In this study, we examined coping strategies as a mediator of the association between loneliness and depressive symptoms. A sample of 364 Spanish young adults (75.5% females) completed measures of loneliness, coping, and depressive symptoms. In general, results from computing correlations (controlling for gender) indicated that loneliness was negatively associated with the use of one engaged coping strategy (viz., problem solving) and positively associated with the use of disengaged coping strategies (e.g., problem avoidance). A multiple mediation analysis (controlling for gender) was conducted to test for mediation. Results of this analysis indicated that part of the association between loneliness and depressive symptoms can be explained by the use of one engaged coping strategy (viz., problem solving; indirect effect, p < .05) and a variety of disengaged coping strategies (viz., problem avoidance, wishful thinking, social withdrawal, & self criticism; indirect effects, p < .05). Overall, the prediction model including loneliness and coping strategies was found to account for a large (f2 = .68) 40.5% of the variance in depressive symptoms in Spanish young adults. The present findings are the first to clarify how the association between loneliness and depressive symptoms in Spanish young adults might be due in part to the use of different coping strategies. Some implications for theory and practice are discussed.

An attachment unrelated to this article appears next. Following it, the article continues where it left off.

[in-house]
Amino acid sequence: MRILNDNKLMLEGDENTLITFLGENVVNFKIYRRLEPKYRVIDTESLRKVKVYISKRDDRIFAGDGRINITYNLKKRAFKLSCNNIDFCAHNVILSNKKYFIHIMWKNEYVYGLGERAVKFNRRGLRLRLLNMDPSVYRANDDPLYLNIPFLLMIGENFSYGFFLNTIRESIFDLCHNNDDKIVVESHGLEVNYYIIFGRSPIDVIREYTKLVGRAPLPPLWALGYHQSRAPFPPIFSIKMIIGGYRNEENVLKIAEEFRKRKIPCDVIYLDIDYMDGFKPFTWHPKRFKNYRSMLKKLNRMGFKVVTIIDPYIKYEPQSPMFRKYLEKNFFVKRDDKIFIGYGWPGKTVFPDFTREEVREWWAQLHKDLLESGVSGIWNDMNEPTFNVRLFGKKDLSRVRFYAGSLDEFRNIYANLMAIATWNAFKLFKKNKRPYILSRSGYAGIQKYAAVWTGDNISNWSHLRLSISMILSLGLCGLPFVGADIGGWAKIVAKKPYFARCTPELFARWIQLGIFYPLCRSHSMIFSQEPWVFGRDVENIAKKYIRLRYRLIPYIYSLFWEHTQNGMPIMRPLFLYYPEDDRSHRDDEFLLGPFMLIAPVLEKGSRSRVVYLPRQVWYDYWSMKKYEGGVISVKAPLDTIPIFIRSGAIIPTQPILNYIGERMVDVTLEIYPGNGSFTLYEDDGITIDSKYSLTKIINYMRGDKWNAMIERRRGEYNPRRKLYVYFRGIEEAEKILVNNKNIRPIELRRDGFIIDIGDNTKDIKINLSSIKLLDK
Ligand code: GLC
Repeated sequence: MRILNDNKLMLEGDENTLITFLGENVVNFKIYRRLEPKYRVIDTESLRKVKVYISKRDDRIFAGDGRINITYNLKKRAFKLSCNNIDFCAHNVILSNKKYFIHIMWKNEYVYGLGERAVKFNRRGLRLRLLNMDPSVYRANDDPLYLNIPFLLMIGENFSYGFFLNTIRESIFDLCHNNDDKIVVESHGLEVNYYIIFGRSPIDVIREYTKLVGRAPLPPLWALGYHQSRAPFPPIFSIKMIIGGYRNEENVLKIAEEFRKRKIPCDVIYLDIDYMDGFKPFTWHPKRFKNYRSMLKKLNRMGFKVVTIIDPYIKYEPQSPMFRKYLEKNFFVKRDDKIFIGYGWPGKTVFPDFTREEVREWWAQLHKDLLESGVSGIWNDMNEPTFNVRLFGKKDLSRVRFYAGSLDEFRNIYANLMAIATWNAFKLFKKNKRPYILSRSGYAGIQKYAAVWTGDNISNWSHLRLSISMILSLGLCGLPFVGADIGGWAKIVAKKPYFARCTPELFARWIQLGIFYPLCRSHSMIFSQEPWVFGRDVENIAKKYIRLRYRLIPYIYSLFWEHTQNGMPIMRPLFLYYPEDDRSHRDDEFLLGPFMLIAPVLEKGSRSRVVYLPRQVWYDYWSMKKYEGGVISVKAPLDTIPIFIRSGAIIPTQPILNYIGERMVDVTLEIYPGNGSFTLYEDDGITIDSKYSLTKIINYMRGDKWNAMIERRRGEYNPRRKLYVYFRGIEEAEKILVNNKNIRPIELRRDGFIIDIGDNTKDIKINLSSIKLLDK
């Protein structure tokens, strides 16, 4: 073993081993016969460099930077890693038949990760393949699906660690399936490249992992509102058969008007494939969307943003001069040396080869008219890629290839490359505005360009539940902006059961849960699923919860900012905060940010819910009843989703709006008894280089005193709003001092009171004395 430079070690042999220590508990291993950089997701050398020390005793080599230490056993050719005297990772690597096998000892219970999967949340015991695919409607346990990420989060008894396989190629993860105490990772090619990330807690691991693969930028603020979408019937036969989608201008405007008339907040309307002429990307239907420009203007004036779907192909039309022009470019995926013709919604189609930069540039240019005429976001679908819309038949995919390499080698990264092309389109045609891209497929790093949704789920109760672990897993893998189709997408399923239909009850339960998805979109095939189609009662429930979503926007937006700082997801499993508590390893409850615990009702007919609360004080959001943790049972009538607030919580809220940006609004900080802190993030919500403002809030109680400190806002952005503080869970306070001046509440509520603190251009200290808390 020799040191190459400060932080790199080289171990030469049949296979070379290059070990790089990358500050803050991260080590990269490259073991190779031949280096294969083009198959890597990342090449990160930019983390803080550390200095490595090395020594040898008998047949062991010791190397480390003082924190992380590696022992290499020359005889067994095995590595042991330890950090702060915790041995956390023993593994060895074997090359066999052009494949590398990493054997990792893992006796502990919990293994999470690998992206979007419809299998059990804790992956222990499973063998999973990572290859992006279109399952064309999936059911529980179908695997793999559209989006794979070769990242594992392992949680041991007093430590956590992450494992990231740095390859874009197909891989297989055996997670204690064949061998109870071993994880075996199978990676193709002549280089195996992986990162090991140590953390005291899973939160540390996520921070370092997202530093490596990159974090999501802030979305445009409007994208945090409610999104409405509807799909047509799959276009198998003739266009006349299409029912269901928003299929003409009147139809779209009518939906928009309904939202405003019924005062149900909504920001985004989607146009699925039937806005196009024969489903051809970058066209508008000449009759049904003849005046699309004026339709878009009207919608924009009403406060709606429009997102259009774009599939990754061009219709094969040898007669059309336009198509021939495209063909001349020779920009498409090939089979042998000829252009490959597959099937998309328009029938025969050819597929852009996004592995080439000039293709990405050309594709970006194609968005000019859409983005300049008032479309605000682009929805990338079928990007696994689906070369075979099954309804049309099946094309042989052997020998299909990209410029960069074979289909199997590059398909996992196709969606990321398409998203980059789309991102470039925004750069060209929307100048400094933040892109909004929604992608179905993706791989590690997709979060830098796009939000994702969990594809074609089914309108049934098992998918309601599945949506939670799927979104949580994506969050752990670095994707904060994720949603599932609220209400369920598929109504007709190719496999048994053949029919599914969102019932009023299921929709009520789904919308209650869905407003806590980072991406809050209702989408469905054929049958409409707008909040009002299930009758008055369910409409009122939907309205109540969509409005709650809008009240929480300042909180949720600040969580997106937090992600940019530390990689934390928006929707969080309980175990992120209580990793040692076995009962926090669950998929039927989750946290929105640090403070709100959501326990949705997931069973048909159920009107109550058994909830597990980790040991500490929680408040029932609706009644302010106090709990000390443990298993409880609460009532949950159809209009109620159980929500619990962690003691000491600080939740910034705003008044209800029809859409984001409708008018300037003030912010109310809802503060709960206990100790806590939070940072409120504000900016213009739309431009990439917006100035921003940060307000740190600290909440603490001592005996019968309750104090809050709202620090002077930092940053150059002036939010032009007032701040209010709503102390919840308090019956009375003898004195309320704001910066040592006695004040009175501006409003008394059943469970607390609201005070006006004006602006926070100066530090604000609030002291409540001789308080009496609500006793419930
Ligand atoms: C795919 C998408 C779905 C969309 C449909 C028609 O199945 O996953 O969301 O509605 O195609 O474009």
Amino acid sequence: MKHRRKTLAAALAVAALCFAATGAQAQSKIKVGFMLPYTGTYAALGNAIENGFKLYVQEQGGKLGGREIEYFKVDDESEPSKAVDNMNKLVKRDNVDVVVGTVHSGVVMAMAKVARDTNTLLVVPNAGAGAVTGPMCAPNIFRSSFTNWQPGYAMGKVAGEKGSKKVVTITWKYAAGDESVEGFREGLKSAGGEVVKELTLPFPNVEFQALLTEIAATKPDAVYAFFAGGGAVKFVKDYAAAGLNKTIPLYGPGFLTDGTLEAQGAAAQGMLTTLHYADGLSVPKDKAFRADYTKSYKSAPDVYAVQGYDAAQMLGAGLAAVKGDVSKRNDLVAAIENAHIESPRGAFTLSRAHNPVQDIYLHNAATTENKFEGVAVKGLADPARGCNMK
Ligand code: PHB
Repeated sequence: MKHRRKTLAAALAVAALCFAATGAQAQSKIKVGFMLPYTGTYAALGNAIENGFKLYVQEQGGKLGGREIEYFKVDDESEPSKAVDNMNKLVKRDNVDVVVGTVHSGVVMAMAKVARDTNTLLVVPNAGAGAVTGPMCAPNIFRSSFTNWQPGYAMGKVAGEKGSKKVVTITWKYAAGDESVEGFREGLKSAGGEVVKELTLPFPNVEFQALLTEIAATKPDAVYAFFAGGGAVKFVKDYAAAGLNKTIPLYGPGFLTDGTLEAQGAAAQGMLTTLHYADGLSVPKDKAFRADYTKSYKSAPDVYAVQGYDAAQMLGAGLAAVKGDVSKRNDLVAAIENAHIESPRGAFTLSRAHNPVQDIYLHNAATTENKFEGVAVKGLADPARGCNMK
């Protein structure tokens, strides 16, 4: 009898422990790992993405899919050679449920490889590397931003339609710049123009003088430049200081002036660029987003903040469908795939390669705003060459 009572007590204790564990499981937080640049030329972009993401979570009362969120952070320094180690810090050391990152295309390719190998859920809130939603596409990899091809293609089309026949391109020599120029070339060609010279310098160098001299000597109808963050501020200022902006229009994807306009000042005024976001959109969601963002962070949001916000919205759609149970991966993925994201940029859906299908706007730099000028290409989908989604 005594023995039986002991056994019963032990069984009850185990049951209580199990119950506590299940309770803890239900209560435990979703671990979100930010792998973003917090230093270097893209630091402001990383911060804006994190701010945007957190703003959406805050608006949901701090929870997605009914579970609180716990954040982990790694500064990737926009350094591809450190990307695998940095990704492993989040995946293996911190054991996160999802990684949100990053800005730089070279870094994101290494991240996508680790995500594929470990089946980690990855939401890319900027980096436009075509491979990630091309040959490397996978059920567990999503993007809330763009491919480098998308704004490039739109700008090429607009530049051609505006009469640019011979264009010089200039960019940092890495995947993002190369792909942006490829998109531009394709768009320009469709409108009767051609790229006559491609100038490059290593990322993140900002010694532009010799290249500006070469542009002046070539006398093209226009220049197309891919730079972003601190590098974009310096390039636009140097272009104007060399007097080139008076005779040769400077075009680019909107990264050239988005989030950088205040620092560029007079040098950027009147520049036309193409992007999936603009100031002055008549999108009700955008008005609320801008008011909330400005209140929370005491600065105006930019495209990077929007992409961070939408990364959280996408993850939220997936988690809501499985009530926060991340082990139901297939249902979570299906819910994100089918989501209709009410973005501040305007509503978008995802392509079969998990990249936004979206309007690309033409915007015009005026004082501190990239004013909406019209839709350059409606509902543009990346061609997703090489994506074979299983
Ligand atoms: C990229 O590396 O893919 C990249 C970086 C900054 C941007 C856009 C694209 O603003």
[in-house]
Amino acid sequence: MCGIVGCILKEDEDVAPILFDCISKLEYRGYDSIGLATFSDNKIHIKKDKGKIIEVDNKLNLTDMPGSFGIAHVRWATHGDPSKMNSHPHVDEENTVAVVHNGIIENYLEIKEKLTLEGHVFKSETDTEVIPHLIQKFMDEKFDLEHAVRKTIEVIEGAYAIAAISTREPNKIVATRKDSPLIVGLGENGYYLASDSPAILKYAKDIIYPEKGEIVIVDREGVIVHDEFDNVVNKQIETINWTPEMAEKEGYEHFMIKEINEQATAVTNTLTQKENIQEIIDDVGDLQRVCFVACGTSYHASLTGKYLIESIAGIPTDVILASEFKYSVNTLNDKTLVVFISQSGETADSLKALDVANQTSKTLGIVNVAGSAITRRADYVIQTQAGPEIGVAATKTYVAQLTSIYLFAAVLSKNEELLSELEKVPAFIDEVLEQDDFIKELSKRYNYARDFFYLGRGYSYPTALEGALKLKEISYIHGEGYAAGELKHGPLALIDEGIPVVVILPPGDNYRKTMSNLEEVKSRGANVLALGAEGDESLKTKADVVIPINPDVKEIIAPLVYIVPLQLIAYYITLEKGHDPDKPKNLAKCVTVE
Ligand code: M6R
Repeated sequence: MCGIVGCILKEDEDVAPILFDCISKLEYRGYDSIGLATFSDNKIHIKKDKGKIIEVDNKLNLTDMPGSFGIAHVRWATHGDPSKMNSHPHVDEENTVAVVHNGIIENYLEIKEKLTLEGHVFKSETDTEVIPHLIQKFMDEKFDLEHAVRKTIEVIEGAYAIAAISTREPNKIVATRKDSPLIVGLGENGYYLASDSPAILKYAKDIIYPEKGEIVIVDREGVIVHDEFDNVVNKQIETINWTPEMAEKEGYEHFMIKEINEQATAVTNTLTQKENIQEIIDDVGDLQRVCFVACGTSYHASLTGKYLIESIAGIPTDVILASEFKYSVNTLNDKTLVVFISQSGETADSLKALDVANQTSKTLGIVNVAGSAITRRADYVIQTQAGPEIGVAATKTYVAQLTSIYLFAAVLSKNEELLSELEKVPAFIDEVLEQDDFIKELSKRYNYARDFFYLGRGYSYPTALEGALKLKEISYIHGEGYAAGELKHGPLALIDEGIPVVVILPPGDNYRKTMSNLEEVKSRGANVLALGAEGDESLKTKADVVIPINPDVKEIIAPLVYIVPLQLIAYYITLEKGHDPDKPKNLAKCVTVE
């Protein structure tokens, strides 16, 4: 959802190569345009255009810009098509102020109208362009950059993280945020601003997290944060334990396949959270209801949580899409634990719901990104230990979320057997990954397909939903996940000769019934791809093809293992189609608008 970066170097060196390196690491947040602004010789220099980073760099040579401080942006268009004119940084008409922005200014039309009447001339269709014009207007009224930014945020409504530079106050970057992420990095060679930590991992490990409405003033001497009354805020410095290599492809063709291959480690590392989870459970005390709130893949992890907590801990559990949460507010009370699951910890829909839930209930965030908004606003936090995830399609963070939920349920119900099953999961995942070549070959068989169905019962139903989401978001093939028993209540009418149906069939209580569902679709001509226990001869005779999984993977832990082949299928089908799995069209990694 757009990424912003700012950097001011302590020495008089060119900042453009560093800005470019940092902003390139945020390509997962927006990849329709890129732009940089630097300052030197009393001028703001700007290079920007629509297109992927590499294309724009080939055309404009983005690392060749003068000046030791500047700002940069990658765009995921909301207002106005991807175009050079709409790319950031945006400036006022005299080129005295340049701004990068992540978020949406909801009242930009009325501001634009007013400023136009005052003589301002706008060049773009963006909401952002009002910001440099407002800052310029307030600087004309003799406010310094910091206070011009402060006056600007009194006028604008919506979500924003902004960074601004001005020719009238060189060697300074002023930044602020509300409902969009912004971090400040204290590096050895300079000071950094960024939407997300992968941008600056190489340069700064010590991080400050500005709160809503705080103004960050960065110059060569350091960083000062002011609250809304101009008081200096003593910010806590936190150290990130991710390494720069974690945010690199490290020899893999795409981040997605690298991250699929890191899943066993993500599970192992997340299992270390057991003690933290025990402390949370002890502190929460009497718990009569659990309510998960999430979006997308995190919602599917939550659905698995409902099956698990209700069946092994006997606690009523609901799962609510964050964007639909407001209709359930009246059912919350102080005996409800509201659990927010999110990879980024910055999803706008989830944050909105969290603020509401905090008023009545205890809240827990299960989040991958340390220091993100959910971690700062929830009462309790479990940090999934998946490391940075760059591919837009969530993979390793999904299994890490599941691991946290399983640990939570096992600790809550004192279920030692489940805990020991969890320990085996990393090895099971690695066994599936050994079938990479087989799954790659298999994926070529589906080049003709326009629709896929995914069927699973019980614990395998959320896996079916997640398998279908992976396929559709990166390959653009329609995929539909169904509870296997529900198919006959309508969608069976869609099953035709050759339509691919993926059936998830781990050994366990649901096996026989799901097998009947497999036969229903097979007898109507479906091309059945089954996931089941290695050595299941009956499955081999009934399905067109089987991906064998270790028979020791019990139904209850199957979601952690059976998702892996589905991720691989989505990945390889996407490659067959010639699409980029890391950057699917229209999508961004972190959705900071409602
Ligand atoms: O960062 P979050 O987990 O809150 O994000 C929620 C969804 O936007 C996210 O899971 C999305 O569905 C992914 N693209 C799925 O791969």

Keywords: Spanish young adults; college students; coping strategies; depression; loneliness.